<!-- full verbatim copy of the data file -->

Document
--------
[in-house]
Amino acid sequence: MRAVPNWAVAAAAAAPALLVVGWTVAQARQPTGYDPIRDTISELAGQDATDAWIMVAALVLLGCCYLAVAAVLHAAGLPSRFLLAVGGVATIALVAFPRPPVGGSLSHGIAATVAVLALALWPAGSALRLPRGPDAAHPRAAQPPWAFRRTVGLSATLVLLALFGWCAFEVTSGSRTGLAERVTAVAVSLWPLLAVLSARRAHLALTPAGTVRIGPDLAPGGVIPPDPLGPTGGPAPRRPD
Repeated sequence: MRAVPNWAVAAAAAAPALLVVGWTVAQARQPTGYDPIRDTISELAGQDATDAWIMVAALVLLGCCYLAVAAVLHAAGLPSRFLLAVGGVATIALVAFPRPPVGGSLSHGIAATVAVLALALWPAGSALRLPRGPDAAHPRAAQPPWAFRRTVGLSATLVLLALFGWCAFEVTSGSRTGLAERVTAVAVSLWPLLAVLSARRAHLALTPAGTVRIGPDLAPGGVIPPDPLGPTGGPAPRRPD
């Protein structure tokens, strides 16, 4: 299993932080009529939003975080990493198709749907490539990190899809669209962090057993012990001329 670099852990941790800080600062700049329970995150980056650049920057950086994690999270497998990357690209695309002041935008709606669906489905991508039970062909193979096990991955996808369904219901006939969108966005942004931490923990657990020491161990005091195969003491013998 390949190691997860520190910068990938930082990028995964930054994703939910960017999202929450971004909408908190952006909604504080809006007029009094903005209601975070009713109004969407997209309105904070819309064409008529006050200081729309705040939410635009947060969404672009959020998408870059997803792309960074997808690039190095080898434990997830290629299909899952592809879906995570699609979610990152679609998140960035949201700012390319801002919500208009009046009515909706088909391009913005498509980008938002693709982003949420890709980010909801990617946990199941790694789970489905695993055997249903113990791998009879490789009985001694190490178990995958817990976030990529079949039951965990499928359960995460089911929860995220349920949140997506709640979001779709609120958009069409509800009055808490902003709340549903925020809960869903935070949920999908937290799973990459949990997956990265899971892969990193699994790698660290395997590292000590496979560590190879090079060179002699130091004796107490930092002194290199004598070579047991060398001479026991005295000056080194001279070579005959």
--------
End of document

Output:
[in-house]
Amino acid sequence: MRAVPNWAVAAAAAAPALLVVGWTVAQARQPTGYDPIRDTISELAGQDATDAWIMVAALVLLGCCYLAVAAVLHAAGLPSRFLLAVGGVATIALVAFPRPPVGGSLSHGIAATVAVLALALWPAGSALRLPRGPDAAHPRAAQPPWAFRRTVGLSATLVLLALFGWCAFEVTSGSRTGLAERVTAVAVSLWPLLAVLSARRAHLALTPAGTVRIGPDLAPGGVIPPDPLGPTGGPAPRRPD
Repeated sequence: MRAVPNWAVAAAAAAPALLVVGWTVAQARQPTGYDPIRDTISELAGQDATDAWIMVAALVLLGCCYLAVAAVLHAAGLPSRFLLAVGGVATIALVAFPRPPVGGSLSHGIAATVAVLALALWPAGSALRLPRGPDAAHPRAAQPPWAFRRTVGLSATLVLLALFGWCAFEVTSGSRTGLAERVTAVAVSLWPLLAVLSARRAHLALTPAGTVRIGPDLAPGGVIPPDPLGPTGGPAPRRPD
């Protein structure tokens, strides 16, 4: 299993932080009529939003975080990493198709749907490539990190899809669209962090057993012990001329 670099852990941790800080600062700049329970995150980056650049920057950086994690999270497998990357690209695309002041935008709606669906489905991508039970062909193979096990991955996808369904219901006939969108966005942004931490923990657990020491161990005091195969003491013998 390949190691997860520190910068990938930082990028995964930054994703939910960017999202929450971004909408908190952006909604504080809006007029009094903005209601975070009713109004969407997209309105904070819309064409008529006050200081729309705040939410635009947060969404672009959020998408870059997803792309960074997808690039190095080898434990997830290629299909899952592809879906995570699609979610990152679609998140960035949201700012390319801002919500208009009046009515909706088909391009913005498509980008938002693709982003949420890709980010909801990617946990199941790694789970489905695993055997249903113990791998009879490789009985001694190490178990995958817990976030990529079949039951965990499928359960995460089911929860995220349920949140997506709640979001779709609120958009069409509800009055808490902003709340549903925020809960869903935070949920999908937290799973990459949990997956990265899971892969990193699994790698660290395997590292000590496979560590190879090079060179002699130091004796107490930092002194290199004598070579047991060398001479026991005295000056080194001279070579005959």